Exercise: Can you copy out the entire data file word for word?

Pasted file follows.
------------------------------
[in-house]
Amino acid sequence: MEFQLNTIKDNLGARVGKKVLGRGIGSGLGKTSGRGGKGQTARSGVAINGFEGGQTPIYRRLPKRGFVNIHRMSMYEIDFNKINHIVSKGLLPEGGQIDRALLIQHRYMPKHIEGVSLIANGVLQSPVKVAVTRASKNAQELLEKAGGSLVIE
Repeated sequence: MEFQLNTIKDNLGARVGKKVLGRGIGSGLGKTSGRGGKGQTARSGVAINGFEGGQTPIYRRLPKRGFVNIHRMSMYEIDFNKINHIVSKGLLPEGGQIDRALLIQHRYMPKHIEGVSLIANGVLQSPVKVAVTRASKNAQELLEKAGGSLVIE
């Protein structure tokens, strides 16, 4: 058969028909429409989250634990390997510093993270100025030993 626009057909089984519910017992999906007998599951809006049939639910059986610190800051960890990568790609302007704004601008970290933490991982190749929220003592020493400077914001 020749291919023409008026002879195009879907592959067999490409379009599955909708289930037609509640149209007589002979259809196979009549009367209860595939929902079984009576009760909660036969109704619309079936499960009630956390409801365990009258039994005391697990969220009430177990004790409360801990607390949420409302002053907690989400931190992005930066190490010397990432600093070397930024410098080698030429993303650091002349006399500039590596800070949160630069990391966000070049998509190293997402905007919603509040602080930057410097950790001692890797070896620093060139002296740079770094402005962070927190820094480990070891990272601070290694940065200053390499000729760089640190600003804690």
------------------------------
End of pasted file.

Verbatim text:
[in-house]
Amino acid sequence: MEFQLNTIKDNLGARVGKKVLGRGIGSGLGKTSGRGGKGQTARSGVAINGFEGGQTPIYRRLPKRGFVNIHRMSMYEIDFNKINHIVSKGLLPEGGQIDRALLIQHRYMPKHIEGVSLIANGVLQSPVKVAVTRASKNAQELLEKAGGSLVIE
Repeated sequence: MEFQLNTIKDNLGARVGKKVLGRGIGSGLGKTSGRGGKGQTARSGVAINGFEGGQTPIYRRLPKRGFVNIHRMSMYEIDFNKINHIVSKGLLPEGGQIDRALLIQHRYMPKHIEGVSLIANGVLQSPVKVAVTRASKNAQELLEKAGGSLVIE
């Protein structure tokens, strides 16, 4: 058969028909429409989250634990390997510093993270100025030993 626009057909089984519910017992999906007998599951809006049939639910059986610190800051960890990568790609302007704004601008970290933490991982190749929220003592020493400077914001 020749291919023409008026002879195009879907592959067999490409379009599955909708289930037609509640149209007589002979259809196979009549009367209860595939929902079984009576009760909660036969109704619309079936499960009630956390409801365990009258039994005391697990969220009430177990004790409360801990607390949420409302002053907690989400931190992005930066190490010397990432600093070397930024410098080698030429993303650091002349006399500039590596800070949160630069990391966000070049998509190293997402905007919603509040602080930057410097950790001692890797070896620093060139002296740079770094402005962070927190820094480990070891990272601070290694940065200053390499000729760089640190600003804690």